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Last year’s European trips were taken by authority Chairman Curt Pringle and board members Quentin Kopp, Lynn Schenk and Tom Umberg, interviews show. Former Executive Director Mehdi Morshed joined board members on two of the trips.

Officials said the trips, which typically lasted several days, included airfare and lodging, sessions with government officials, rides on high-speed trains and meetings with potential equipment suppliers and operating contractors. “Generally, they work you like a dog,” said Morshed, who left the agency in March.

Pringle said accepting such trips is appropriate. “I think it’s important to have knowledge of high-speed rail and how it operates. I chose to visit [France and Germany last year] on their invitation, and I may visit others.”

Kopp, who went to Spain and Germany, and Schenk, who traveled to Spain, both stressed that they were not required to personally disclose the trips as gifts. Schenk — an attorney, former congresswoman and prominent figure in state government — said she has a policy of not accepting personal gifts and used her airline miles for airfare. Umberg, a former federal prosecutor and state legislator who likewise went to Spain, also noted that his trip was donated to the authority. He said he did not know its value.

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Kopp, a former state senator and judge, said he assumed the authority had properly documented the travel.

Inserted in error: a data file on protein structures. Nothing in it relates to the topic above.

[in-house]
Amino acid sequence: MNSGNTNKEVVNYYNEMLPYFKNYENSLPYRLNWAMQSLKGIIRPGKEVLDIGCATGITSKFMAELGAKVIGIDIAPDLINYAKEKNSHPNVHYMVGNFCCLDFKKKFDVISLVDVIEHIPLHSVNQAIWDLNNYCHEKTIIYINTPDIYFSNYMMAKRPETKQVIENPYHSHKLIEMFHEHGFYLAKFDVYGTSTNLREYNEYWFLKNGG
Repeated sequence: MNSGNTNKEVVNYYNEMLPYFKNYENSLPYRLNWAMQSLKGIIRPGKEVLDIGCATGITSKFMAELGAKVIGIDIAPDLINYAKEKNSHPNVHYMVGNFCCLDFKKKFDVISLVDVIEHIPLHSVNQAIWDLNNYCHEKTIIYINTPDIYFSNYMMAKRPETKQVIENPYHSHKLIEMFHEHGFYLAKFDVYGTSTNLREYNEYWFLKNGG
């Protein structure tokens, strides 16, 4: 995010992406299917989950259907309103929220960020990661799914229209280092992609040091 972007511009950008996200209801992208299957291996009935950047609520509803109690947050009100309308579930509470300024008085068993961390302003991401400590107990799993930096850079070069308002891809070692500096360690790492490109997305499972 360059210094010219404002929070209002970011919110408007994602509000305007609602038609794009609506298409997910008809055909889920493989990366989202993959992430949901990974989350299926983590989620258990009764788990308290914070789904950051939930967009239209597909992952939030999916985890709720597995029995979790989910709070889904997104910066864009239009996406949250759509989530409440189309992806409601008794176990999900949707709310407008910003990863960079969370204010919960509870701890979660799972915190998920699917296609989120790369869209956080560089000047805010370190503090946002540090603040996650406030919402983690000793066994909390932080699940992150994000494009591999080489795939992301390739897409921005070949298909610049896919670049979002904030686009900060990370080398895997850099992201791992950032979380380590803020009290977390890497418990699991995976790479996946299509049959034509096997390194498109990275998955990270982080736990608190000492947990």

Without records, it is unclear how many officials have taken donated trips in recent years or where they went. Neither are the amounts paid by donors evident nor, in some cases, is who picked up the bill.

“We never asked, ‘Who’s paying for it?’ ” said Morshed, recalling a trip he took to France a few years ago arranged by the French Consulate.

A few trips are reflected in agency records. Pringle, who as mayor of Anaheim must comply with stricter gift disclosure requirements because he is an elected official, filed reports that include trips he received last year.

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A six-day trip to Germany was worth $13,000, Pringle reported. A four-day trip to France was valued at $4,800. That trip was provided by the “French Republic,” according to the report.

A French government spokesman said most of the trip was funded by SNCF, the French national railroad company that operates high-speed trains. The company, owned by the French government, has been positioning itself to compete for part of the California project.

“They are just waiting for the call” to submit proposals, said Jacques de Noray, a French Consulate official in San Francisco.

Last month, authority Deputy Executive Director Jeffrey Barker and the project’s new chief executive, Roelof van Ark, joined Gov. Arnold Schwarzenegger on an Asia trip, partly intended to encourage high-speed rail builders to bid on California’s project.

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Barker said his trip was partly underwritten by government agencies in China, Japan and South Korea. An accounting of the trips was being finalized last week, after Times inquiries.

Authority officials have said they are working to increase transparency and recently upgraded the agency’s website.

“There was no attempt there to hide” any information on the trips, Morshed said.

But he also said the agency struggled for years with a small staff and budget. Trips offered by outside interests were the only viable way to gain first-hand knowledge on bullet trains, he said.

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“I was mainly trying to figure out how to build a high-speed train,” he said, and that included seeking information from “anyone that was going to show me.”

rich.connell@latimes.com